Union officials for Fresno Unified teachers are lambasting a proposed three-year deal giving educators a 2.5% raise in the first year and the district more leverage to discipline instructors.
Details about the months-long and largely private negotiations between Fresno Unified administrators and the union surfaced on Friday.
Superintendent Michael Hanson unveiled the district's proposals at a morning news conference at Yosemite Middle School. The district wants to allocate $56 million to boost employee salaries by 2.5% this year and by 2% in each of the following two years. Teachers began the school year without a new contract; any raises would be retroactive to the beginning of the school year.
It would also tie teacher evaluations more closely to student achievement, give the district more discretion to discipline teachers and could give teachers less flexibility in how they use their class preparation time.
The district wants to lower elementary school class sizes to 25 students starting next school year and promises an extra $500 per employee for annual health-care costs.
"We don't try to do the used-car sales pitch kind of thing, we don't try to come in with a low number and try to save $200,000 for the district," Hanson told reporters. "We go right to the edge of where we're comfortable and that's what we've done, and we're really excited about it."
Rhonnie Tinsley, executive director of the Fresno Teachers Association, said the district's most recent offer was presented as a take-it-or-leave-it deal during a 15-minute negotiation session Thursday. Union bargaining officials left the table to review the plan.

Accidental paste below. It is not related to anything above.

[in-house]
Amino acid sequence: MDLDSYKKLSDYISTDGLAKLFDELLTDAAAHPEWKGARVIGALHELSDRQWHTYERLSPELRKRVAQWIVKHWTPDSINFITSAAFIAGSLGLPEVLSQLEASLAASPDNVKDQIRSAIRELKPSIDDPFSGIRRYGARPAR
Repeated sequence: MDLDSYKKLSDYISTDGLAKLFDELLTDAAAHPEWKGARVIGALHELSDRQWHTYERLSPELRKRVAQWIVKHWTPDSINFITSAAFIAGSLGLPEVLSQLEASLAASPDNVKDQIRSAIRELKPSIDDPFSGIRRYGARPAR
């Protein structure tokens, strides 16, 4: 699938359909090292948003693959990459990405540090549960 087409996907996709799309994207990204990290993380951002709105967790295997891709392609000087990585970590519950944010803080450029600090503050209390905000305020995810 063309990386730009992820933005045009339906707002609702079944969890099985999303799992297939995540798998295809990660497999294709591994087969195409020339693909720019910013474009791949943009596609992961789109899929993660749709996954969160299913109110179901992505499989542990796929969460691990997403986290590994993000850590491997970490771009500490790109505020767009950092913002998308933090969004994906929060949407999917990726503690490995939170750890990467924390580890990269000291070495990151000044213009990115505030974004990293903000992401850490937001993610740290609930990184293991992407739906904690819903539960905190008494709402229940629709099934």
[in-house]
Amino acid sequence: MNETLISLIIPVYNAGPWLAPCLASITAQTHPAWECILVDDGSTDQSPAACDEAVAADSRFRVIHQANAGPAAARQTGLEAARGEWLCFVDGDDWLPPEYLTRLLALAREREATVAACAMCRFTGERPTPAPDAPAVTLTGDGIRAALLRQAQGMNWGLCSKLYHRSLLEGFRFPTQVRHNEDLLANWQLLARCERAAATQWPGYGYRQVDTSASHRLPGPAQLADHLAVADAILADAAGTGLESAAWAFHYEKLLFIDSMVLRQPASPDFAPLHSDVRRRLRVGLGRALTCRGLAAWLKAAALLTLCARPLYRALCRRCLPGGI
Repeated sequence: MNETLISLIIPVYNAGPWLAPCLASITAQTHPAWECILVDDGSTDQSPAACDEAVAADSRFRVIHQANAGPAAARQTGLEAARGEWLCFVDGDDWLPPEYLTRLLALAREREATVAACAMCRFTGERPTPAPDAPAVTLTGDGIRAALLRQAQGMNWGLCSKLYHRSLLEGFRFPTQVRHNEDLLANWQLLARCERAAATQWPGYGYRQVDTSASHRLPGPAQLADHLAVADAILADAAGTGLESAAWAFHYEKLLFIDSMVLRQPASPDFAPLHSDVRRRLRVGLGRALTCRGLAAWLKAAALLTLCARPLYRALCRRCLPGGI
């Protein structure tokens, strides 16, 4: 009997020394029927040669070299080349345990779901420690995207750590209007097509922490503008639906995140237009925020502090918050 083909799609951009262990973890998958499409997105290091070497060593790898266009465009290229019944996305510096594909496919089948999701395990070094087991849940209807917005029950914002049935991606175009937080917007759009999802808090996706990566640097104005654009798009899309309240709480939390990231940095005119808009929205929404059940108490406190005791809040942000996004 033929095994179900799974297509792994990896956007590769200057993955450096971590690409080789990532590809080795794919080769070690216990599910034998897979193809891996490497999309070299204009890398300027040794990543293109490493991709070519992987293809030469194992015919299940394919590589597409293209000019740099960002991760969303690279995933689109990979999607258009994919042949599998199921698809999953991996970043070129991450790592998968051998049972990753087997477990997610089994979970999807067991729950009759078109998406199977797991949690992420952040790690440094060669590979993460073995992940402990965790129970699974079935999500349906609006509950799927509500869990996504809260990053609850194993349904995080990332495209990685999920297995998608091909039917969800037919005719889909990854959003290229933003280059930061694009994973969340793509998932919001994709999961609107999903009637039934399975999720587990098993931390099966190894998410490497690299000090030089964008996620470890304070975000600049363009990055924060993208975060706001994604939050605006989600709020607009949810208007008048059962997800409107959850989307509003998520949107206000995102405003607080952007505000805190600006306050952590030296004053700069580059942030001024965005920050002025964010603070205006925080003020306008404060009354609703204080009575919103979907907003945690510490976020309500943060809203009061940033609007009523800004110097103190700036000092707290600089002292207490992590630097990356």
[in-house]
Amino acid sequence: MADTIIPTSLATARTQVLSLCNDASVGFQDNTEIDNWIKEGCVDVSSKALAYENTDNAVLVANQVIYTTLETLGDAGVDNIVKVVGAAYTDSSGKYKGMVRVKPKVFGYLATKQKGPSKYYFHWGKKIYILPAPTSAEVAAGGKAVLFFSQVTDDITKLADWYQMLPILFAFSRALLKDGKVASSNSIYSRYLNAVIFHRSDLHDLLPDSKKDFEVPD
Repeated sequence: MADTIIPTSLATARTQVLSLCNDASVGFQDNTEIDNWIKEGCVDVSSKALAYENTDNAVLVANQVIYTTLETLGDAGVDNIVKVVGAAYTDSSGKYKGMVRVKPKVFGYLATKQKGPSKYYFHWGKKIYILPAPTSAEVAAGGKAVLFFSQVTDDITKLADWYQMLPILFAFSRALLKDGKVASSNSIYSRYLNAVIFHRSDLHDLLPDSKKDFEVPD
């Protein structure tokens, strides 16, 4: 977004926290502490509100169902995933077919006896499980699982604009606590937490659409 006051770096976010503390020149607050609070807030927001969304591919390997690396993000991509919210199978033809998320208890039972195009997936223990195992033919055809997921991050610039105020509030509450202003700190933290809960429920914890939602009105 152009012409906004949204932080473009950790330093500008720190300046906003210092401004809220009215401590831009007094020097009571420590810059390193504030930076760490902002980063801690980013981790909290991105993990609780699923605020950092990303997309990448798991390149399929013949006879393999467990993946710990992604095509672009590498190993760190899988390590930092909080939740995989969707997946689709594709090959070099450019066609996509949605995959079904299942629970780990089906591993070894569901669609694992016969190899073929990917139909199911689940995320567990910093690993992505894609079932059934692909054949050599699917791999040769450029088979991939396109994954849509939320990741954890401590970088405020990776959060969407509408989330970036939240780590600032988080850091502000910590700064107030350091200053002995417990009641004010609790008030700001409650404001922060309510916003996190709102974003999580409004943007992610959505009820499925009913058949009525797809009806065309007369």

"We had no indication the district was ready to start throwing these ultimatums at us, there was no warning for that," she said.
She called the district's 2.5% raise offer "insulting" after years of salary freezes and said the district's plan unfairly strips away certain rights that were negotiated and agreed upon in years past.
Teachers are especially concerned about changes to the ways they are evaluated, she said. Under the deal, up to 30% of a teacher's annual review could be based on student achievement.
She said the union supports using student progress for teacher evaluation in certain circumstances, but she worries that using specific percentages could unfairly shape the evaluations of some teachers.
Teachers also are concerned about a proposal to remove certain steps during the discipline process which Tinsley said could punish educators before they have an opportunity to shape up.
Hanson said the sides are still a ways apart, but he's very hopeful an agreement will be reached.
Negotiations will continue on Oct. 22.
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